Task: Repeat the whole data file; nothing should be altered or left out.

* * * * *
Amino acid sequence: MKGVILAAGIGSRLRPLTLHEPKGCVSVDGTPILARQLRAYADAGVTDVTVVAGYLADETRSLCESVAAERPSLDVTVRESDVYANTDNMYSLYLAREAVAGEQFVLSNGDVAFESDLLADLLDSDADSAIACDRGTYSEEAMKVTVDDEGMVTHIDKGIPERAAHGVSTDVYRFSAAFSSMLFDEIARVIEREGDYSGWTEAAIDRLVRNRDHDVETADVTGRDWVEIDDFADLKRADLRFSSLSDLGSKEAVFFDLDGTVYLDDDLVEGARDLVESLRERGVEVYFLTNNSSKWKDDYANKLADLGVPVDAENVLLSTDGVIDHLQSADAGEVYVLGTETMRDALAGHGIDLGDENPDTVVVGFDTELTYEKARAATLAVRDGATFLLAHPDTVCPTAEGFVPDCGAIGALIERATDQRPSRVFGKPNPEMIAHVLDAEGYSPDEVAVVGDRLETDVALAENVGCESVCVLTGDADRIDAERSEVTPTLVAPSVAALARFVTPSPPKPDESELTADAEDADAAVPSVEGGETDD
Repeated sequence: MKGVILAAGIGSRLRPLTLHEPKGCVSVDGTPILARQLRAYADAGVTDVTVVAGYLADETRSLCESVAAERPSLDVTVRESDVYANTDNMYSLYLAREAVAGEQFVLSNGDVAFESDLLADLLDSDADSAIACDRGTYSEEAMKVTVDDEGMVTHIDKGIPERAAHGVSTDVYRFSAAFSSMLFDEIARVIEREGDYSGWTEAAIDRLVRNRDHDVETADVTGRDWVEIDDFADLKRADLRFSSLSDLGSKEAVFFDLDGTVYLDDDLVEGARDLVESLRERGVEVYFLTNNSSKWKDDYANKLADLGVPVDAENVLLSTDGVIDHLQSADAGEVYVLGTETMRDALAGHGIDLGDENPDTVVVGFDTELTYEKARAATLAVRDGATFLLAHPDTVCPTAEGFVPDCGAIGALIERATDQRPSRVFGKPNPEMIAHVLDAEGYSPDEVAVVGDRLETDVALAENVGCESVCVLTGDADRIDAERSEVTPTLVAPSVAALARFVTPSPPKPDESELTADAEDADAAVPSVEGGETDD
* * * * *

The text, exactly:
Amino acid sequence: MKGVILAAGIGSRLRPLTLHEPKGCVSVDGTPILARQLRAYADAGVTDVTVVAGYLADETRSLCESVAAERPSLDVTVRESDVYANTDNMYSLYLAREAVAGEQFVLSNGDVAFESDLLADLLDSDADSAIACDRGTYSEEAMKVTVDDEGMVTHIDKGIPERAAHGVSTDVYRFSAAFSSMLFDEIARVIEREGDYSGWTEAAIDRLVRNRDHDVETADVTGRDWVEIDDFADLKRADLRFSSLSDLGSKEAVFFDLDGTVYLDDDLVEGARDLVESLRERGVEVYFLTNNSSKWKDDYANKLADLGVPVDAENVLLSTDGVIDHLQSADAGEVYVLGTETMRDALAGHGIDLGDENPDTVVVGFDTELTYEKARAATLAVRDGATFLLAHPDTVCPTAEGFVPDCGAIGALIERATDQRPSRVFGKPNPEMIAHVLDAEGYSPDEVAVVGDRLETDVALAENVGCESVCVLTGDADRIDAERSEVTPTLVAPSVAALARFVTPSPPKPDESELTADAEDADAAVPSVEGGETDD
Repeated sequence: MKGVILAAGIGSRLRPLTLHEPKGCVSVDGTPILARQLRAYADAGVTDVTVVAGYLADETRSLCESVAAERPSLDVTVRESDVYANTDNMYSLYLAREAVAGEQFVLSNGDVAFESDLLADLLDSDADSAIACDRGTYSEEAMKVTVDDEGMVTHIDKGIPERAAHGVSTDVYRFSAAFSSMLFDEIARVIEREGDYSGWTEAAIDRLVRNRDHDVETADVTGRDWVEIDDFADLKRADLRFSSLSDLGSKEAVFFDLDGTVYLDDDLVEGARDLVESLRERGVEVYFLTNNSSKWKDDYANKLADLGVPVDAENVLLSTDGVIDHLQSADAGEVYVLGTETMRDALAGHGIDLGDENPDTVVVGFDTELTYEKARAATLAVRDGATFLLAHPDTVCPTAEGFVPDCGAIGALIERATDQRPSRVFGKPNPEMIAHVLDAEGYSPDEVAVVGDRLETDVALAENVGCESVCVLTGDADRIDAERSEVTPTLVAPSVAALARFVTPSPPKPDESELTADAEDADAAVPSVEGGETDD